North Georgia residents were bracing this morning for the possibility of snow falling this afternoon.
“It’s late getting here. The prediction is 7 a.m. until 7 a.m. tomorrow. It is barreling down on us,” said Nancy Smith, the night auditor for the Best Western hotel in Helen. “The worst is suppose to be around noon. That’s when the really, really bad stuff is suppose to get here."
"They keep telling us it is going,to snow or sleet an we've kept looking , saying, Where is it?" Said Dawn Smith, a waitress at the Blairsville Waffle House to two AJC staffers . "It will probably come when you leave. The last time that is what happened when [Channel 2 Action News] was here. They had headed back down the road and it came in."
Ryan “Squirrel” Davis, 28, said there should be a bunk free tonight in the hostel on the top on the Appalachian Trail on Blood Mountain. He promises and scrounge up a sleeping bag or at least a good blanket for me if snow rolls in later and I’m stuck in north Georgia.
“We had five people down there last night,” Squirrel said. “I don’t know how many are hiking The whole trail.”
It is 27 degrees outside here at 9:30 a.m.
One hiker, who goes by the trail name Rising Sun, said he plans to head for Harpers Ferry in a couple weeks.
“We are suppose to get some bad weather tonight but it might not ever come in,” Risingsun said. “The mountain makes it’s own weather.”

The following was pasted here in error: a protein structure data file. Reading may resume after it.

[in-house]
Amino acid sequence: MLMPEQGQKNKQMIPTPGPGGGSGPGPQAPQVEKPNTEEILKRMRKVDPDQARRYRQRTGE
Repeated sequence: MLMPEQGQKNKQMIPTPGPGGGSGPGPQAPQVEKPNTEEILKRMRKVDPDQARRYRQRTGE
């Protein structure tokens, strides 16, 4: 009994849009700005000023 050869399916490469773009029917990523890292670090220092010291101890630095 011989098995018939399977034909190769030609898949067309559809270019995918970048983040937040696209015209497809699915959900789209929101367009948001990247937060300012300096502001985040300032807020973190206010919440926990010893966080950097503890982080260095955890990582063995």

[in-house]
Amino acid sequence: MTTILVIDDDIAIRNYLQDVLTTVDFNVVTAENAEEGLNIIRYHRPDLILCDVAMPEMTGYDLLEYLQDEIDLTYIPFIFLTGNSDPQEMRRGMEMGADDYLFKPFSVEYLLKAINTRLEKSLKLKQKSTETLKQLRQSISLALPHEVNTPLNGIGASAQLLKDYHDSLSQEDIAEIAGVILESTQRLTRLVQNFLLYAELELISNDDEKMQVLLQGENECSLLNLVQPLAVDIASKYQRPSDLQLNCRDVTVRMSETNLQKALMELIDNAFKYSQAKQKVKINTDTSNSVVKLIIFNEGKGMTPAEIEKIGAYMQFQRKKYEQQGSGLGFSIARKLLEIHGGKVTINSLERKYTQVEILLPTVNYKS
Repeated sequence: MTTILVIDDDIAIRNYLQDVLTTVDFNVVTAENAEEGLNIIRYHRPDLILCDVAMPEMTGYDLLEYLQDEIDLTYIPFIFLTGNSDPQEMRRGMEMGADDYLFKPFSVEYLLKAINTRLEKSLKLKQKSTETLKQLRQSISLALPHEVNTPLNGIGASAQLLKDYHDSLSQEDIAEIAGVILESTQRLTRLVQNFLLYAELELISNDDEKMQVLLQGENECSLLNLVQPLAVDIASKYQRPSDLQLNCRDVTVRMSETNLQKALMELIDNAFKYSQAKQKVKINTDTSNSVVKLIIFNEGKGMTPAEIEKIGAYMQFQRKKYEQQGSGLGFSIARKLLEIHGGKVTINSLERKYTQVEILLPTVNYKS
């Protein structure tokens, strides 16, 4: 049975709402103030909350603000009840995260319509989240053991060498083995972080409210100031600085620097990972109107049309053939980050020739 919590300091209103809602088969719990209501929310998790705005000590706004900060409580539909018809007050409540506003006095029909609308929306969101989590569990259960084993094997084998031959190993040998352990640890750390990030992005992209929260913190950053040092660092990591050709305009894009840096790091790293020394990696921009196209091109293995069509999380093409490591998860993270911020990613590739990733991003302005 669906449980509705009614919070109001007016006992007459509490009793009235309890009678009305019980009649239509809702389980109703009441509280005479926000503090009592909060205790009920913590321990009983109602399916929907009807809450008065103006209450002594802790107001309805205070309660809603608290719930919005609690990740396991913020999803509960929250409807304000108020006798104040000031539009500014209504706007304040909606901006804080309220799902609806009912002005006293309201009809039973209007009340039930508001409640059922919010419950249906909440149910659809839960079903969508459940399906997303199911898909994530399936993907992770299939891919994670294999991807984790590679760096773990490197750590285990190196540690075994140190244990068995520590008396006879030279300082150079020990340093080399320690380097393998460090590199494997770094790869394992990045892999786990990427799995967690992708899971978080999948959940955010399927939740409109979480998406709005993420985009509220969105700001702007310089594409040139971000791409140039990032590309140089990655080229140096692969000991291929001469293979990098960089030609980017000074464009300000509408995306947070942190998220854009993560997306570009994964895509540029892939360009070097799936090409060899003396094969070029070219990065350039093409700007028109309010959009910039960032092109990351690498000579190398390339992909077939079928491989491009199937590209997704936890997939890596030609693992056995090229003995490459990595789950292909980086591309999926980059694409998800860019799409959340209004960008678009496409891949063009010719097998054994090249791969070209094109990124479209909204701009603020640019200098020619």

The Walasi-yi Center sits directly on the Appalachian Trail, with its breezeway providing the way for thru-hikers. The store is decorated with vintage backpacks and dangling hiking boots that have gone at least 500 miles before being replaced, Squirrel doesn’t expect any blizzard to dampen business that kicks into high season in a few weeks.
“We’re looking for the herd to start coming through in the next two weeks,” Squirrel said. “We’ll probably have 2000 or more people through by April.”
Whitfield County is among 15 North Georgia counties covered by Gov. Nathan Deal’s executive order declaring a state of emergency for disaster preparedness. Rain, snow and ice are in the forecast along with high wind gusts that could bring down tree limbs. Deal has also declared emergencies for Catoosa, Dade, Dawson, Fannin, Gilmer, Habersham, Lumpkin, Murray, Pickens, Rabun, Towns, Union, Walker and White and Whitfield counties.
“It’s scary quiet,” DeWayne Hunt, public works director for Whitfield County, said as he drove through his motor pool and inspected his equipment.
Hunt said he has staged county trucks in various parts of Whitfield so they can immediately respond to problems. He proudly showed off a new storage building full of about 400 tons of salt. His crews haven’t started spreading it yet, fearing the coming rain could wash it away.
“We want to save as much product as we can,” he said.
Meanwhile, Hunt is counting it as a blessing that Whitfield’s public schools are closed this week for winter break, clearing the roads of some traffic.
- Curtis Compton, Steve Visser, Jeremy Redmon